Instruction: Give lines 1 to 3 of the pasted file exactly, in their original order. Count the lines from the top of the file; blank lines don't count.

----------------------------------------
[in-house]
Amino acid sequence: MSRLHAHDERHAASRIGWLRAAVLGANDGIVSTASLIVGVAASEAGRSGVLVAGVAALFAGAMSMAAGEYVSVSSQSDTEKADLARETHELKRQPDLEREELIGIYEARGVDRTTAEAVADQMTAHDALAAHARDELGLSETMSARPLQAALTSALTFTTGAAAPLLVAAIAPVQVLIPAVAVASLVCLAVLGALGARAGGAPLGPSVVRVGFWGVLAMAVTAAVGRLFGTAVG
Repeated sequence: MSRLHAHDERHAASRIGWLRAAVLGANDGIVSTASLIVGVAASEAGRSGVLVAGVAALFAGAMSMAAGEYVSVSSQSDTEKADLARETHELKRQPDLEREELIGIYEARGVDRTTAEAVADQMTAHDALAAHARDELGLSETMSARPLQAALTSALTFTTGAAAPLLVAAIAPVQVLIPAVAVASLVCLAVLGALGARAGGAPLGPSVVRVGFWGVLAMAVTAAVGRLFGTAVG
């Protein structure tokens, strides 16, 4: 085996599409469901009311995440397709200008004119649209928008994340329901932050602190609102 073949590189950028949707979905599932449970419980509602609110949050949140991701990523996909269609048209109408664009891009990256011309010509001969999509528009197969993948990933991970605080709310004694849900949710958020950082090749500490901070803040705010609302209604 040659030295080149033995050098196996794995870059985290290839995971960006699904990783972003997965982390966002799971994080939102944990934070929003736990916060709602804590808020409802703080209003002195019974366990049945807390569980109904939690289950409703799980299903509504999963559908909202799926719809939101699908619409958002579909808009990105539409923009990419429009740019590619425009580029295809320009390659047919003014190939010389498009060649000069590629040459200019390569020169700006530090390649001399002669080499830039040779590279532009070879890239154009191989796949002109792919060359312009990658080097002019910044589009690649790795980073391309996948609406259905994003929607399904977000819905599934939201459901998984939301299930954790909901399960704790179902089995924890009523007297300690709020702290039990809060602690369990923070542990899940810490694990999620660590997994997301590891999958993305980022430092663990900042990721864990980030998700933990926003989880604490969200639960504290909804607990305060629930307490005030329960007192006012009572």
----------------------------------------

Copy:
[in-house]
Amino acid sequence: MSRLHAHDERHAASRIGWLRAAVLGANDGIVSTASLIVGVAASEAGRSGVLVAGVAALFAGAMSMAAGEYVSVSSQSDTEKADLARETHELKRQPDLEREELIGIYEARGVDRTTAEAVADQMTAHDALAAHARDELGLSETMSARPLQAALTSALTFTTGAAAPLLVAAIAPVQVLIPAVAVASLVCLAVLGALGARAGGAPLGPSVVRVGFWGVLAMAVTAAVGRLFGTAVG
Repeated sequence: MSRLHAHDERHAASRIGWLRAAVLGANDGIVSTASLIVGVAASEAGRSGVLVAGVAALFAGAMSMAAGEYVSVSSQSDTEKADLARETHELKRQPDLEREELIGIYEARGVDRTTAEAVADQMTAHDALAAHARDELGLSETMSARPLQAALTSALTFTTGAAAPLLVAAIAPVQVLIPAVAVASLVCLAVLGALGARAGGAPLGPSVVRVGFWGVLAMAVTAAVGRLFGTAVG